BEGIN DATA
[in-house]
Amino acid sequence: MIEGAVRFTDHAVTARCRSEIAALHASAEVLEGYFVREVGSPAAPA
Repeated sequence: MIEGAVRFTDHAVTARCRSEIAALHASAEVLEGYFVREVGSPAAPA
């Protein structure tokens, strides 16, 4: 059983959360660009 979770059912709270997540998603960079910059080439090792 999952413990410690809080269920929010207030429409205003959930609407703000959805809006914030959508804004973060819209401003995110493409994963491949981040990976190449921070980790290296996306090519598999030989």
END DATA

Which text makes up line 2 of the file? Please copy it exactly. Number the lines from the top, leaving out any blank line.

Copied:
Amino acid sequence: MIEGAVRFTDHAVTARCRSEIAALHASAEVLEGYFVREVGSPAAPA